Brazilian Government’s Selective Blindness to Cannabis Evidence
“Your leaves of green, your purples and blue/ Has cured little kids, and old women too/ And I say to myself, what a wonderful herb!” (Damian and Stephen Marley, ‘Medication’). According to the Brazilian government, there is no such thing as medical cannabis, despite all the evidence presented in the medical literature. Source: Wikimedia Commons/Author: Tomaz Silva.
The Bolsonaro administration’s hatred and contempt for science are not new, nor is its authoritarian stance against cannabis and other banned substances. One year ago, a special commission of Brazil’s lower house of Congress approved a bill that seeks to regulate the cultivation of medical cannabis and industrial hemp. The bill had been shelved for six years, and it was promptly shelved again after being voted without following to the Senate.
On the 22nd of June, more than one year after the second shelving of the bill, the Brazilian government issued a third booklet about the legalisation of cannabis filled with inaccuracies and anti-cannabis propaganda. The biased, evidenceless, and fear-mongering content of the booklet resembled the rhetoric of British Home Secretary Priti Patel. Much like the white paper recently issued by the Home Office, which outlines the UK’s new “tough” approach to drugs, Brazil’s booklet would be shortlisted in a D.A.R.E. essay contest. It comes with all the elements that one would expect from Bolsonaro’s ministries: moral panic, misinformation, and “evidence” cherry-picking serving for confirmation bias.
Cannabis patients’ organisations have reacted strongly to this attack on their rights, demanding that the government remove the document from its website. APEPI’s (Support for Cannabis Patients and Research) chairperson, the lawyer Margarete Brito, put together a petition that has already gathered over 12,000 signatures, accusing the document of spreading misinformation and ignoring scientific evidence. If the petition reaches 50,000 signatures, it will be forwarded to the Federal Government.
From inside the document: “The dangers of the so-called ‘medical’ marijuana”, reads the title. On the bottom, the sentence reads: “Marijuana is not a medicine. ‘Medical marijuana’ DOES NOT exist.” Original document here.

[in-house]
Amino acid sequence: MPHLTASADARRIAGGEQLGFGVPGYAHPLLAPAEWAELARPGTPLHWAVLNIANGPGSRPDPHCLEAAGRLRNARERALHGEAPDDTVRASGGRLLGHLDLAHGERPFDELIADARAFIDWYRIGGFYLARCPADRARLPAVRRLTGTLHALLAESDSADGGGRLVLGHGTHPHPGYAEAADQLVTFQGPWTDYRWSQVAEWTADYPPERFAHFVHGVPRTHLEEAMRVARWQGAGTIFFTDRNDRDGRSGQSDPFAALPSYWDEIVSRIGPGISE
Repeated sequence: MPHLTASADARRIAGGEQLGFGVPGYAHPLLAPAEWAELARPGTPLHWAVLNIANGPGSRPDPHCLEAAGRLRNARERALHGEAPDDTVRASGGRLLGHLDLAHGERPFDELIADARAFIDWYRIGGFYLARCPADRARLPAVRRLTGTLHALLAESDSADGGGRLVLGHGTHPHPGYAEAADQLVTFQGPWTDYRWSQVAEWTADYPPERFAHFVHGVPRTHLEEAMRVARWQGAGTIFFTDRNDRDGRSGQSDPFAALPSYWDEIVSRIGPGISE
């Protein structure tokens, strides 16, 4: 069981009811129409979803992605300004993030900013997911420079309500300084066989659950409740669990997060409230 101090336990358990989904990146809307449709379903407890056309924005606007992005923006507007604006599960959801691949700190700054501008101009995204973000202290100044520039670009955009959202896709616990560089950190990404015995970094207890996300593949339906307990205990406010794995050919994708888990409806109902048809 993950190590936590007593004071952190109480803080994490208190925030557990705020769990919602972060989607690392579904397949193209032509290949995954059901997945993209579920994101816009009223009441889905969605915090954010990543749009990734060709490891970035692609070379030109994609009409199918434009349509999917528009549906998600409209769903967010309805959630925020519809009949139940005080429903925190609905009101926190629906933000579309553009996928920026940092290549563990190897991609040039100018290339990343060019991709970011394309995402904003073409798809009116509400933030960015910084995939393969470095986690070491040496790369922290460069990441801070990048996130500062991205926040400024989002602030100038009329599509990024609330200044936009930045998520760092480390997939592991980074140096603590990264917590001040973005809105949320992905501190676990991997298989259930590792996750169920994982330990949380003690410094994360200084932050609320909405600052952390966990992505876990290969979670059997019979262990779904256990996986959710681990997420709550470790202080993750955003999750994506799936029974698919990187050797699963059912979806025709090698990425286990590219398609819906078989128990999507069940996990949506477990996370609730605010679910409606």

The authors of the anti-legalisation booklet claim that:
“Recently, the therapeutic use of marijuana has once again been a topic of discussion in Brazil, based on low-quality scientific information and, above all, on the financial interests of certain groups that intend to establish the marijuana business in the country. Furthermore, these movements have the support of ideological groups, which have the legalisation of drugs as their irresponsible political platform. In the scientific area, with the exception of the very restricted use of the substance cannabidiol (CBD), there are still no consistent studies that prove the efficacy and safety of other products derived from marijuana for clinical use.”
One wonders what they understand as “low-quality” scientific information. The literature on medical cannabis is vast and dates as far back as the mid-19th century in the Western world; taking into consideration non-Western medicine, this literature is millennia old. Let us just stick with Western medicine, though, and what is publicly available online. There are 29,162 articles available on PubMed regarding the scientific study of marijuana, the oldest one dated 1840. Of course, some of these studies build cases against medical cannabis, but most of them, especially the most recent ones, assert the benefits of cannabis for a large number of conditions.